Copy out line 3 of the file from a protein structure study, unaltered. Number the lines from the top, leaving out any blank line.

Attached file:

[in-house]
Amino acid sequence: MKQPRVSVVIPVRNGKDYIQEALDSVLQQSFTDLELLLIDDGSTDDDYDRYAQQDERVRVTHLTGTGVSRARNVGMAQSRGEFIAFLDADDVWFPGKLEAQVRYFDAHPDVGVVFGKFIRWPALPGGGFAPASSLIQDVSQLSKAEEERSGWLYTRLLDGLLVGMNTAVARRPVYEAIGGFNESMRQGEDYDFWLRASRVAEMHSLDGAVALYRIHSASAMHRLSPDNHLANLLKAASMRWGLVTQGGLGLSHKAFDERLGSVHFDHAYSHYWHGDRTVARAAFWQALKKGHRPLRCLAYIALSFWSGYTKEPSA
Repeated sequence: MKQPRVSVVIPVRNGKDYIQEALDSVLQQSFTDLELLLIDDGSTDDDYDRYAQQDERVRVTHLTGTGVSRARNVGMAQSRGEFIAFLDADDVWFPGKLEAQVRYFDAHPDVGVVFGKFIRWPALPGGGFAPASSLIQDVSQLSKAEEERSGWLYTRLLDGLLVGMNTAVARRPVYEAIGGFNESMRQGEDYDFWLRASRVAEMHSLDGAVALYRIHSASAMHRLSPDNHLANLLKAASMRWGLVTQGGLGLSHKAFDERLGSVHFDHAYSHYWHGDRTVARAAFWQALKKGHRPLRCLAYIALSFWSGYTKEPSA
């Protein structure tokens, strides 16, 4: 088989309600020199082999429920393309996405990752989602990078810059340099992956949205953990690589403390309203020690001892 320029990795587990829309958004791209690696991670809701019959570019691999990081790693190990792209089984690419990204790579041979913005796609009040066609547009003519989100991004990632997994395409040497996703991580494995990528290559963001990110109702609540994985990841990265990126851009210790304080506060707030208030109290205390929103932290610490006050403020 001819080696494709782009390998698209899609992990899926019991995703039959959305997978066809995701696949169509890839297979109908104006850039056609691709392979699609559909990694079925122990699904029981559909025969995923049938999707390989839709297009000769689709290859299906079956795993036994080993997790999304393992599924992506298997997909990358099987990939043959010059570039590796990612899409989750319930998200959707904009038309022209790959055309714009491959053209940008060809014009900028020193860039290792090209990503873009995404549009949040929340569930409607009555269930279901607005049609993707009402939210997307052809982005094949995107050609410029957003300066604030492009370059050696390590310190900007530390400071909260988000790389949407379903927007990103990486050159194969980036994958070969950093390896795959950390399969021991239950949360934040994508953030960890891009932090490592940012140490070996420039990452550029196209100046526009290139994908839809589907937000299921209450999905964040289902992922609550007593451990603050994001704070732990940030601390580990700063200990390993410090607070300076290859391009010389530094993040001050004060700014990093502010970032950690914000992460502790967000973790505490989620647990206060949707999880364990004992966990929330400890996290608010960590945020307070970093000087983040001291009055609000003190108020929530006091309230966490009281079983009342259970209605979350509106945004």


Repeated sequence: MKQPRVSVVIPVRNGKDYIQEALDSVLQQSFTDLELLLIDDGSTDDDYDRYAQQDERVRVTHLTGTGVSRARNVGMAQSRGEFIAFLDADDVWFPGKLEAQVRYFDAHPDVGVVFGKFIRWPALPGGGFAPASSLIQDVSQLSKAEEERSGWLYTRLLDGLLVGMNTAVARRPVYEAIGGFNESMRQGEDYDFWLRASRVAEMHSLDGAVALYRIHSASAMHRLSPDNHLANLLKAASMRWGLVTQGGLGLSHKAFDERLGSVHFDHAYSHYWHGDRTVARAAFWQALKKGHRPLRCLAYIALSFWSGYTKEPSA